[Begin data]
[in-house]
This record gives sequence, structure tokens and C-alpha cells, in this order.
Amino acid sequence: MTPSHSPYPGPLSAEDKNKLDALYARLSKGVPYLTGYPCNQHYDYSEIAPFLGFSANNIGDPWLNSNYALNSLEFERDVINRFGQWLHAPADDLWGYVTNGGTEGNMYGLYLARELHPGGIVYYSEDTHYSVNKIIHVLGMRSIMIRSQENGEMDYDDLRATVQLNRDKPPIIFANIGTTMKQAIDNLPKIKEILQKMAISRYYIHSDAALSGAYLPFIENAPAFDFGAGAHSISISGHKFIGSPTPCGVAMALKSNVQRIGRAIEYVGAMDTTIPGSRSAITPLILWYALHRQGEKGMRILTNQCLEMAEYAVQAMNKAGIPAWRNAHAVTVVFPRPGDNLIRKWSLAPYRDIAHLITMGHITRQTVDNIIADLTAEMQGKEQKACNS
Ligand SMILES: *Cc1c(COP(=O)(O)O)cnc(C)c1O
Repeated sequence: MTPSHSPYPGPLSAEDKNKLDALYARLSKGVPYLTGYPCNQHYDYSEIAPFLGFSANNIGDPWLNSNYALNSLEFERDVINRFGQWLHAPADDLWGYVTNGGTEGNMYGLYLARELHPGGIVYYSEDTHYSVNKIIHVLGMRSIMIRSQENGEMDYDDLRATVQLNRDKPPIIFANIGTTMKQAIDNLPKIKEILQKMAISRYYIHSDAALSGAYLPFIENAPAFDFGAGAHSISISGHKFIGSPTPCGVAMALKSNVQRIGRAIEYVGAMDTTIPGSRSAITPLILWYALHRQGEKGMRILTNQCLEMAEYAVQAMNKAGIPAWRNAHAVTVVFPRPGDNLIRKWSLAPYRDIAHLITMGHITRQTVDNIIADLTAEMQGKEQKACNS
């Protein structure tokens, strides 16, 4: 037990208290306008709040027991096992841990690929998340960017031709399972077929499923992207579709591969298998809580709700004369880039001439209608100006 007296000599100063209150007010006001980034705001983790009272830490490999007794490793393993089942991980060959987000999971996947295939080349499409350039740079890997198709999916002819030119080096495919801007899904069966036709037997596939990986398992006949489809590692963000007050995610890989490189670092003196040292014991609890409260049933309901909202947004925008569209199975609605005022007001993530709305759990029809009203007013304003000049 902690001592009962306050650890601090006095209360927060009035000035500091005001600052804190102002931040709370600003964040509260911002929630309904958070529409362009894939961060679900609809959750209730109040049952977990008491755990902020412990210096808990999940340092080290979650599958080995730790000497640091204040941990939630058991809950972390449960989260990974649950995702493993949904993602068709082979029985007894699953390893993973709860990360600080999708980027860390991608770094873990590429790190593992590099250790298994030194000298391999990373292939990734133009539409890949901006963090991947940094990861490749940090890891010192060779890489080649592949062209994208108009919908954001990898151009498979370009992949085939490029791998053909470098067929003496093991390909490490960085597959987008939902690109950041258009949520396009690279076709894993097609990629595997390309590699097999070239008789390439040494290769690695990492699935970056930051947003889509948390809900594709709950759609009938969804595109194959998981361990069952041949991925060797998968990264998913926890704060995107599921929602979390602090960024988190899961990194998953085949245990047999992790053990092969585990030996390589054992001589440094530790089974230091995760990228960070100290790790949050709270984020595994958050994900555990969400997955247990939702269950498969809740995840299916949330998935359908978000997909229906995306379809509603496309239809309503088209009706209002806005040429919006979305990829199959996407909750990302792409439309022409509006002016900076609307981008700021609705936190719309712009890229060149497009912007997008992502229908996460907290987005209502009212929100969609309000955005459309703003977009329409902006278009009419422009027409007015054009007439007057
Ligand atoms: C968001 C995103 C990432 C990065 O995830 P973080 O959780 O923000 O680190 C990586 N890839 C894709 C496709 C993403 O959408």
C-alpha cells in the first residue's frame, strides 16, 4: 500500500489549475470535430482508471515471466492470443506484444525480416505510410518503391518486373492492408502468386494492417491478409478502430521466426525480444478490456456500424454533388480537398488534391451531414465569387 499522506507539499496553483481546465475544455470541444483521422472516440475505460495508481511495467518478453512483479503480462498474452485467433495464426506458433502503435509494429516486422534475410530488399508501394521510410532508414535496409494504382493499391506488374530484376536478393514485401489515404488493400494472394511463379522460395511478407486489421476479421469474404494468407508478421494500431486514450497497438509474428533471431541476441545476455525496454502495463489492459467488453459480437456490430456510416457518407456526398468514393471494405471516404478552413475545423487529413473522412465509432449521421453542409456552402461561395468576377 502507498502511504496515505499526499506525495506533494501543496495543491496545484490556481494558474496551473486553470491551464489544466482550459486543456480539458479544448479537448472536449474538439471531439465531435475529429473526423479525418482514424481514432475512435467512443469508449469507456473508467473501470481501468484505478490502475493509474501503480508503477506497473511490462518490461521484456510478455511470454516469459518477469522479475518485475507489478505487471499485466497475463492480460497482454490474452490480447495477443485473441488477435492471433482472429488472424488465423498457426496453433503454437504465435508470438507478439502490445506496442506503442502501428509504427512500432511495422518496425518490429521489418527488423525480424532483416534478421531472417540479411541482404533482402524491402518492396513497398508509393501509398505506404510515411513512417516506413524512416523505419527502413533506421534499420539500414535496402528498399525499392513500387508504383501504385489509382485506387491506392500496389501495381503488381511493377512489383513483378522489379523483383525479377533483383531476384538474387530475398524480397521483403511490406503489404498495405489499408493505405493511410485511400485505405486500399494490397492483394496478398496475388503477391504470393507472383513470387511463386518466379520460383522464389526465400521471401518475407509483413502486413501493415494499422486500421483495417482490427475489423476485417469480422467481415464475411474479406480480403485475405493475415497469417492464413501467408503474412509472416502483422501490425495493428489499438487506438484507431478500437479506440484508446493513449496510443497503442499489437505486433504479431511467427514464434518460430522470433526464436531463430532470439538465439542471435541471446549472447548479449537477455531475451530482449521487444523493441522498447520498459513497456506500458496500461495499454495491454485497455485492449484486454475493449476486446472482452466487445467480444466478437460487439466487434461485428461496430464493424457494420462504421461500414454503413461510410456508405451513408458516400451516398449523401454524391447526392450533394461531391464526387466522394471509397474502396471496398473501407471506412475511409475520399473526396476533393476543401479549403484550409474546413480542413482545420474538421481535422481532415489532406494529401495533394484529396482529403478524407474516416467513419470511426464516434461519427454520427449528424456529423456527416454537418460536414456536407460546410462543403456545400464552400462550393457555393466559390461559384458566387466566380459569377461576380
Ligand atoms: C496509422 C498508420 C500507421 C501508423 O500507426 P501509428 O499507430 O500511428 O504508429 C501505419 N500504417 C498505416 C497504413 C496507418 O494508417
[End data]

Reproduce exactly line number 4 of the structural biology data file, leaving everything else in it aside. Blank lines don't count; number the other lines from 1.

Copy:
Ligand SMILES: *Cc1c(COP(=O)(O)O)cnc(C)c1O